Day 14 – Playing with words is a great way to build creative confidence
My husband and I were hiking in Rocky Mountain National Park many years ago. As we descended a steep trail from above the tree line down into the pine forest, we began to play with words. The scenery is stunning and the different shades of brown and green became a bit daunting when we began attempting poetic descriptions that captured the natural glory. We soon exhausted our vocabulary of words for green – verdant, jade, fern, yellowy-green, bluish-green, olive, apple, asparagus, mint, lime… neither of us have ever forgotten the silliness or joy of that hike. Here is a picture from a hike we took last week, look at the difference in the shades of green from the grass to the trees.
That colorful hike was probably 20 years ago, before we had iPhones and Google searches at our fingertips, which was most likely a good thing for building creative confidence! It forced us to rely on our own knowledge and think creatively! Hiking or walking on the beach always inspire me to write, creative thoughts seem to flow more freely when I am out in nature! Sometimes the adjectives come later but that’s what editing is about. The first lesson in becoming a more creative writer is to pay attention to the world around you. A couple of days ago, I asked you to play with color using crayons or pencils, today I want you to do a similar exercise but using words to play with colors.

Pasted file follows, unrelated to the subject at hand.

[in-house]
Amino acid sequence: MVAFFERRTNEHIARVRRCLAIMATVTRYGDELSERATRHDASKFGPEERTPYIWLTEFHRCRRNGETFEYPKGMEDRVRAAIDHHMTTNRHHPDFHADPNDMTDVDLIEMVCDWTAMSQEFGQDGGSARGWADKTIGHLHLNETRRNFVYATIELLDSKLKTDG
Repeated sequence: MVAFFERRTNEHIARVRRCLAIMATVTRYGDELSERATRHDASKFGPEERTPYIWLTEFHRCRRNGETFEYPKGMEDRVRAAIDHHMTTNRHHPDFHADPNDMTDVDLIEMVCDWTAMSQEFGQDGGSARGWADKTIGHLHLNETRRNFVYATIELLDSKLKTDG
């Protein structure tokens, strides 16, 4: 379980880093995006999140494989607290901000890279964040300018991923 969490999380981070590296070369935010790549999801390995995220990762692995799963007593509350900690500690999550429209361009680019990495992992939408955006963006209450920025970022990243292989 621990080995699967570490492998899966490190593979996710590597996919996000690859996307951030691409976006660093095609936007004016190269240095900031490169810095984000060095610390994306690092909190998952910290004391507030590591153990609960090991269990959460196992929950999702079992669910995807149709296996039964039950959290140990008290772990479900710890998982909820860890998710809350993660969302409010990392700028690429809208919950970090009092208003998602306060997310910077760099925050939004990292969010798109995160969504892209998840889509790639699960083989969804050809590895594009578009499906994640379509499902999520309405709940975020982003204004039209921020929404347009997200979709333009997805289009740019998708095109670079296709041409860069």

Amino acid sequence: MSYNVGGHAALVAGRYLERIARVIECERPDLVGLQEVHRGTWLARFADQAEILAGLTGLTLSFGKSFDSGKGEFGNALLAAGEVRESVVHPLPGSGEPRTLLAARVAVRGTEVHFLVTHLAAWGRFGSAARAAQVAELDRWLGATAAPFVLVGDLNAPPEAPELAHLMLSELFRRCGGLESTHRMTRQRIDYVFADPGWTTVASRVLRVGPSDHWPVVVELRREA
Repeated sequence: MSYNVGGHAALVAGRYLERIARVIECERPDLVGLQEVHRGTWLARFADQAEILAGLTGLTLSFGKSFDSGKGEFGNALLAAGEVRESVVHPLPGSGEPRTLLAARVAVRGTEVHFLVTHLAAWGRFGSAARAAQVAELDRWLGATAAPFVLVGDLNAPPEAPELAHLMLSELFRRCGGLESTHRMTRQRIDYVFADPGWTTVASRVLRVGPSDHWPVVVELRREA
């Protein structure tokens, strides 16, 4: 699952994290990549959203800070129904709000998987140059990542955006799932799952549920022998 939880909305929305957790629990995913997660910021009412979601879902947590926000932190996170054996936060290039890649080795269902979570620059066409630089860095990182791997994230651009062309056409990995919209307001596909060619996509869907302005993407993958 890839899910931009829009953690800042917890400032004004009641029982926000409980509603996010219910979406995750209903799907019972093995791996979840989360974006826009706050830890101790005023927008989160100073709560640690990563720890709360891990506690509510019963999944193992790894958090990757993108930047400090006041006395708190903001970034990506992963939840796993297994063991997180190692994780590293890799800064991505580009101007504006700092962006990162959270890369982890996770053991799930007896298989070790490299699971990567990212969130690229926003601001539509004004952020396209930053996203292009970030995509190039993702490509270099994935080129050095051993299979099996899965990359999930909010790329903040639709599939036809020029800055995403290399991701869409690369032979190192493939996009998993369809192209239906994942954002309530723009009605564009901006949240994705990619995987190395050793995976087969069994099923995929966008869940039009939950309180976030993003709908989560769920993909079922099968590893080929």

Lesson 14 – Playing with Words
Today’s lesson in building creative confidence is to encourage you to play with words about color! For the past several posts, I have been talking about playing with crayons, watercolors and playdough. Today, I want you to work with words.
Here are two different suggestions on how to do play with words related to color:
- Pick your favorite room in your house and make a list of all the colors you see. In my bedroom, the bedspread is at least 5 shades of blue and gray, from silver to a blue like a pale ocean blue under a cloudy sky. Really look at the colors and be as creative as you can. What can you compare the colors to? Are their clashing or contrasting colors? Pull out your color wheel and see if you are using primary, secondary or tertiary colors. Are they warm or cold? Are they complementary? What can you say about the colors in the room. Write until you cannot think of anything else to say!
- Find a favorite spot and describe what you see in as much detail as possible, from the blade of grass beneath your feet to the shades of blue in the sky overhead. Think about what you see, smell, hear. Look at the texture and patterns. Write until you have described everything within your line of sight.